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Exhibition explores the evolution of painting 16 January 2017

The history of painting will be explored in a new exhibition of four contemporary artists whose work broadens and challenges our understanding of the traditional medium. All Men By Nature Desire to Know – at Bonington Gallery from Friday 13 January to Friday 17 February – will present a variety of works which examine the evolution of the art form and reflect how it’s been influenced over time. The exhibition – curated by Nottingham-based artist Joshua Lockwood – features works by Stefania Batoeva, Flora Klein, Audrey Reynolds and Alan Michael. There will be an accompanying text by Rachal Bradley.

“Painting is the world’s oldest art form and hasn’t died out by any means,” says Josh. “It has changed considerably through history and is used in different ways today than used to be. Today there are many ways to create an image, instantly and with more simplicity than by painting. Contemporary painters adopt these new modes of image making to inform their painting, opening up dialogues of their position within the present.

“Technological development, such as photography and more, has made painting more indefinite, allowing the movement of painting towards abstract art, transgressing Western painting historically of being the art of representation.

“Painting is quite a difficult medium as it demands your full attention. You can look at a painting for five seconds or hours in the action of analysis. As such it can be hard for viewers to unpack for we are used to seeing imagery taken through a lens.

“This exhibition brings together four contemporary practitioners who are working today, adding to the continuing narrative of the medium of painting. Influences from the past are absorbed and rejected creating a fresh reality for each painting.”

The exhibition is open Monday – Friday, 10 am – 5 pm.

Image: Joshua Lockwood in the Gallery, in front of two new works by Stefania Batoeva.

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An update from Bonington Gallery  5 November 2020

We’re sorry to announce that Bonington Gallery’s exhibitions are temporarily closed to the public as a result of the national lockdown measures now in place.

You can still view Sophie Cundale’s The Near Room via the  Film and Video Umbrella website, until 12 December 2020. Bonington Gallery’s online events will continue to run as planned.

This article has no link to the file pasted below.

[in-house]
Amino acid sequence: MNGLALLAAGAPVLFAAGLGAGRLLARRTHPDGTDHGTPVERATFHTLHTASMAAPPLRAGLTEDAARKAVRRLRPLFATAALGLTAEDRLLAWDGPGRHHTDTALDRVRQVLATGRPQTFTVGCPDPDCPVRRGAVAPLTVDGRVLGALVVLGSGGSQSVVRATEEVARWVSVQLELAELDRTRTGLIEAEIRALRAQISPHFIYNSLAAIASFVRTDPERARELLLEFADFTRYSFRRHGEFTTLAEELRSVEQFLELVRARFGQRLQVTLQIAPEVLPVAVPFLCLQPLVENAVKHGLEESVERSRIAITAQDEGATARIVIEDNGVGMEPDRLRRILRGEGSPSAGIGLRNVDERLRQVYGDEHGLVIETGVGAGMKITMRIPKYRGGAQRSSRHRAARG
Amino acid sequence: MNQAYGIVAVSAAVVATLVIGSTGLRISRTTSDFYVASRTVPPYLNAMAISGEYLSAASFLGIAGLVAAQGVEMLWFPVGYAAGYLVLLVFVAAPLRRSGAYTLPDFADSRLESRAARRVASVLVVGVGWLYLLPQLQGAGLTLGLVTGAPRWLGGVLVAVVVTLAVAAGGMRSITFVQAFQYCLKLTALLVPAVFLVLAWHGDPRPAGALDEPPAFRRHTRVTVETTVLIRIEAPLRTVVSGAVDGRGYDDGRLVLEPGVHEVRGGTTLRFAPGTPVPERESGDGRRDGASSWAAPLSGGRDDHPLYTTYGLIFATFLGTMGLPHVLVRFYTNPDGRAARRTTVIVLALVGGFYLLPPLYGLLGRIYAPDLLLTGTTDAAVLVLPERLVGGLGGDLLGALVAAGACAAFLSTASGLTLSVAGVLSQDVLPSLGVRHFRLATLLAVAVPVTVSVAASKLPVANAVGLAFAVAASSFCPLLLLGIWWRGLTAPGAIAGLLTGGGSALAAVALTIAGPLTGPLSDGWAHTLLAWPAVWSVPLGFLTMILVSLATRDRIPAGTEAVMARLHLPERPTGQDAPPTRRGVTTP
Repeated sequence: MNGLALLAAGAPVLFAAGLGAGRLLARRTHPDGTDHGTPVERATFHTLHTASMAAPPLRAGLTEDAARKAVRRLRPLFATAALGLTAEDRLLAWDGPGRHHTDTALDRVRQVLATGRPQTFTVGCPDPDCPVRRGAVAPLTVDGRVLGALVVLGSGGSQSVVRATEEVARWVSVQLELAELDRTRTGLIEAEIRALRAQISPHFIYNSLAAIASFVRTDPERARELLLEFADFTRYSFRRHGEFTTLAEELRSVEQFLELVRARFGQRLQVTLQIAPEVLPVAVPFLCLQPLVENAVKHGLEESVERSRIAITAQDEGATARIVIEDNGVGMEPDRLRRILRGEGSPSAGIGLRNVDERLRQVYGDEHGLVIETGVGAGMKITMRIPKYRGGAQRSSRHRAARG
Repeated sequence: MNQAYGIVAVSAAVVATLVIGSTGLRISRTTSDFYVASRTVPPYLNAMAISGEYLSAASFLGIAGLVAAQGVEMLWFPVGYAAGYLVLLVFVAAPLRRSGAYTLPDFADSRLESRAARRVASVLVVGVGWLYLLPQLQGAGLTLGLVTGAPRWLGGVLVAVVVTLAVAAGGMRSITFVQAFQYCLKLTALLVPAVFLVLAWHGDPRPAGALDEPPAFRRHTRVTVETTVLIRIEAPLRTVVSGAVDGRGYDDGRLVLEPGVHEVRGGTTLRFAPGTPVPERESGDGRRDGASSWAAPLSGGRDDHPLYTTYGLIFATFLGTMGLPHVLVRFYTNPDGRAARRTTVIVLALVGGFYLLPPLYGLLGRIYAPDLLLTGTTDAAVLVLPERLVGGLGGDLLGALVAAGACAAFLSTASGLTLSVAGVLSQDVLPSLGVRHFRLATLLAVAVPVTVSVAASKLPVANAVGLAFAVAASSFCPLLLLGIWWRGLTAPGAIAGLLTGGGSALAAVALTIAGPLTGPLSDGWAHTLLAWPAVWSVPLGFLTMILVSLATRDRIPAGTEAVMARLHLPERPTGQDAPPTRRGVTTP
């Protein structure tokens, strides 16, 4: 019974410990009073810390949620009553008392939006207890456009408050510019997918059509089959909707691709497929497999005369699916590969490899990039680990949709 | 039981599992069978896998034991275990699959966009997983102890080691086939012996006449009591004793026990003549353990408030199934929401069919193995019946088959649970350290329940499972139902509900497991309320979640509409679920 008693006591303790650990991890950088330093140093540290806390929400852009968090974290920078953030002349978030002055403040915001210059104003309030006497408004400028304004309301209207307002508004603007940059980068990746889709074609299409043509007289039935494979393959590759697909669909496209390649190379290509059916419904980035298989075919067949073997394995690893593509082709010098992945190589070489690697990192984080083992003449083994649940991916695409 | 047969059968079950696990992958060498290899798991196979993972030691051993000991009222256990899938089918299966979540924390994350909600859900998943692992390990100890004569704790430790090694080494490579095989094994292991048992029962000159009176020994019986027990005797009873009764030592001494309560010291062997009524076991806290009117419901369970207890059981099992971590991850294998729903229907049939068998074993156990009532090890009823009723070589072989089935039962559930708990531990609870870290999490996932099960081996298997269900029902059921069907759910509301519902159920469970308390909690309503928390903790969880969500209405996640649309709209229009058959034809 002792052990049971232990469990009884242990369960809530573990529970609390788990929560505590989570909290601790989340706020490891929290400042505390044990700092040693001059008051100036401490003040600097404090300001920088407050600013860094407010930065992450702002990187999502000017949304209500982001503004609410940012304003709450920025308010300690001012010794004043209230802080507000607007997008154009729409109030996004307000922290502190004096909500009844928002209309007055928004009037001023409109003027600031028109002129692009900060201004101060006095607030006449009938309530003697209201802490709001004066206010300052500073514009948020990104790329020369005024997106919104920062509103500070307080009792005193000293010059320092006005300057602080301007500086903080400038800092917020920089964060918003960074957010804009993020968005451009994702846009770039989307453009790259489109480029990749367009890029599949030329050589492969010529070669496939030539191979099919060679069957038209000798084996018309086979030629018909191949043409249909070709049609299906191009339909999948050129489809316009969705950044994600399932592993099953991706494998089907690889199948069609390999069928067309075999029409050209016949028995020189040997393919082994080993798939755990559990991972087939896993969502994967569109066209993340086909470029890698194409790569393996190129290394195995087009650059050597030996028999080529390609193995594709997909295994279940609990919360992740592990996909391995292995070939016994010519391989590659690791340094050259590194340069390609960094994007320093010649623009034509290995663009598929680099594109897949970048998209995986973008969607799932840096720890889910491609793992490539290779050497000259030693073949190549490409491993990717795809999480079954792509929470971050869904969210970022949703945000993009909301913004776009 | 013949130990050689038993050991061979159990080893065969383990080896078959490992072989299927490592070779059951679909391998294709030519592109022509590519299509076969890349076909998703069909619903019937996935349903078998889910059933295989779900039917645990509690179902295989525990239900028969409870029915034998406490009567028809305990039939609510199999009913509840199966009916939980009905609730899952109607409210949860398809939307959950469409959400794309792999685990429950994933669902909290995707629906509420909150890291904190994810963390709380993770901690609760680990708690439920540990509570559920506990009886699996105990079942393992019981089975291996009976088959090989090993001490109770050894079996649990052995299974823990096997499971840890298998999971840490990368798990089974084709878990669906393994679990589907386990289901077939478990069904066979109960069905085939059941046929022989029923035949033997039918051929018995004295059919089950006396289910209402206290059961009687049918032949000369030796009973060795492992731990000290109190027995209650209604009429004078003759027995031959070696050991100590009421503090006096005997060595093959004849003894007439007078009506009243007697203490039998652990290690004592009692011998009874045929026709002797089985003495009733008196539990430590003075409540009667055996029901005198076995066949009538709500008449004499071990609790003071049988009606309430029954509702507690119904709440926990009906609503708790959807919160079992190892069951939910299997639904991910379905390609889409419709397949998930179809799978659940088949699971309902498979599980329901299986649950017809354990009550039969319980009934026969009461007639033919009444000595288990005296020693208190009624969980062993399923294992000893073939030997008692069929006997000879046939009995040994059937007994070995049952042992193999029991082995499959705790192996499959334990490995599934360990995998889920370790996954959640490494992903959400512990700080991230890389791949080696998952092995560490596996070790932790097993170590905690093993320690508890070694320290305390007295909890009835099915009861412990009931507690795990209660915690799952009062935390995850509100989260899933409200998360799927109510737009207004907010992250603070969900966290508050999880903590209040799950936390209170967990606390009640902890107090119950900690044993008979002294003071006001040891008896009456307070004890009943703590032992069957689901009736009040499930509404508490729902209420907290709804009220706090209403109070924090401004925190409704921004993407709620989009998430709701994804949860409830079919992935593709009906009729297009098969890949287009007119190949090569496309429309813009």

The exhibition at Bonington Gallery will stay open as a resource for staff and students who remain on campus, from Monday to Friday, 10 am – 5 pm. We’ll update our website and social media platforms when we receive further information or guidance.

50 Years of Curating and Creating Contemporary Art 12 August 2019

Bonington Gallery has been a significant part of the cultural landscape of Nottingham for half a century. Its diverse and ambitious artistic programme has consistently presented the forefront of creative practice and through this has gained a national reputation.

The gallery has showcased the very best in visual and performing arts from across the world – so join us, as we plan to make the next 50 years just as memorable.

Read more in our latest blog post.

The Community: Live in Nottingham featured on Notts TV 25 March 2019

Last week, Notts TV’s Charlotte Swindells popped down to the gallery to check out our latest exhibition, catching up with curator Tom Godfrey to find out more about the project.

Watch the video at the link below (segment starts at 27:40):

https://nottstv.com/programme/ey-up-notts-tuesday-19th-march/

Chloé Maratta - ARTnews feature 14 January 2019

This April we’re excited to be presenting a two person exhibition between artist, musician and designer Chloé Maratta and artist & musician Joanne Robertson. The exhibition will also involve artefacts from NTU’s School of Art & Design’s high-street fashion archive, FashionMap. Chloé features in a recent ARTnews article that profiles several of the ‘leading lights’ within LA’s art/fashion/music crossover scene:

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